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  • 现代控制理论基础[平装]
  • 共2个商家     24.00元~27.20
  • 作者:许维胜(作者,编者),朱劲(作者,编者),王中杰(作者,编者)
  • 出版社:同济大学出版社;第1版(2011年1月1日)
  • 出版时间:
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  • ISBN:9787560844756

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    目录

    Section Ⅰ State Space Analysis and Synthesis of Linear Systems
    1 State Space Description of Dynamic Systems
    1.1 Introduction
    1.2 State and state space
    1.3 State space description of dynamic systems
    1.4 Canonical form of SISO state space representation
    1.4.1 Controllable canonical form
    1.4.2 Observable canonical form
    1.4.3 Diagonal form and Jordan canonical form
    1.5 Some examples of developing state space descriptions
    1.6 Equivalent state equations
    1.6.1 Similarity transformation
    1.6.2 An application of similarity transformation——Diagonal form and Jordan form
    1.7 Relationship between I/O description and state-spacedescription
    1.7.1 Transfer function from state-space description
    1.7.2 State-space representations from transfer functionsRealizations
    Problems
    2 Solution of State Equations of Linear Systems
    2.1 Introduction
    2.2 Solution of linear homogeneous state equation
    2.3 Properties and calculations of the matrix exponential function
    2.3.1 Properties of □
    2.3.2 Calculation of □
    2.4 Solution of state equations
    2.5 State transition matrix of linear time-invariant systemsProblems
    3 Controllability and Observability
    3.1 Introduction
    3.2 Controllability
    3.2.1 Definition of complete state controllability
    3.2.2 Controllability criterion for time-invariant systems with arbitrary eigenvalues
    3.2.3 Controllability criterion for time-invariant systems with distinct □genvalues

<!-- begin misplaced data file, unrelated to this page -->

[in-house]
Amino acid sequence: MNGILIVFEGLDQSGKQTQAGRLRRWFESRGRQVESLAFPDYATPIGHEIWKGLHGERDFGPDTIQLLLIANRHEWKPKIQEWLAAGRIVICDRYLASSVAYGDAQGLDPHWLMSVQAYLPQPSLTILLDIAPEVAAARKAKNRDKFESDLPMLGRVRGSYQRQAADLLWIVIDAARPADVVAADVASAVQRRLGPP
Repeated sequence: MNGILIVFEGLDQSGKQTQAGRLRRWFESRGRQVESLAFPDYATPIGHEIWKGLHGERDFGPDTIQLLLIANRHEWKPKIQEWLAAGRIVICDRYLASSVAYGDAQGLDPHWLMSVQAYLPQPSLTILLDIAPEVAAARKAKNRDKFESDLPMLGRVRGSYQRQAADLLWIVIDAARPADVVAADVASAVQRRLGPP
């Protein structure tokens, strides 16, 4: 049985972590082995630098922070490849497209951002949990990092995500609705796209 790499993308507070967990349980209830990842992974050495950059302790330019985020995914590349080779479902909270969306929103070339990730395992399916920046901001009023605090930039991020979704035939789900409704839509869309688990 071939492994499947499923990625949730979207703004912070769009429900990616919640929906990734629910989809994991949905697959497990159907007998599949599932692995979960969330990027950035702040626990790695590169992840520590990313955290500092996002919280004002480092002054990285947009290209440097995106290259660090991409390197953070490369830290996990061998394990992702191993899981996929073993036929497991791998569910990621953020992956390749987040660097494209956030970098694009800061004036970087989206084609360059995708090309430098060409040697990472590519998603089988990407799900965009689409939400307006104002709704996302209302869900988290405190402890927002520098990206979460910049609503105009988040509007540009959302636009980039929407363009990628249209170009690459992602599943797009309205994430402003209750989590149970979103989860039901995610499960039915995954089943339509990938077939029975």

3.2.4 Controllability criterions for time-invariant systems withmulti-eigenvalues
    3.3 Observability
    3.3.1 Definition of complete state observability
    3.3.2 Observability criterion for time-invariant systems with arbitrary eigenvalues
    3.3.3 Observability criterion for time-invariant systems with distinct eigenvalues
    3.3.4 Observability criterion for time-invariant systems with multi-eigenvalues
    3.4 Principle of duality
    3.5 Obtaining the controllable and observable canonicalforms for SISO systems
    3.5.1 Controllable canonical form of SISO systems
    3.5.2 Observable canonical form of SISO systems
    3.6 Canonical decomposition
    3.6.1 Decomposition according to controllability
    3.6.2 Decomposition according to observability
    3.6.3 Canonical structure of system
    Extensions and Proofs
    Problems
    4 Desigh of State Feedback Control Systems
    4.1 Introduction
    4.2 State feedback
    4.2.1 State feedback scheme
    4 2 2 The effect of state feedback on system properties
    4.3 Pole assignment using state feedback
    4.3.1 Description of pole assignment problem
    4.3.2 Necessary and sufficient condition for arbitrary pole assignment
    4.3 3 Pole assignment via control canonical form of state equations
    4.3.4 Pole assignment via Ackermann's formula
    4.3.5 Direct calculation of gains by comparing characteristic equations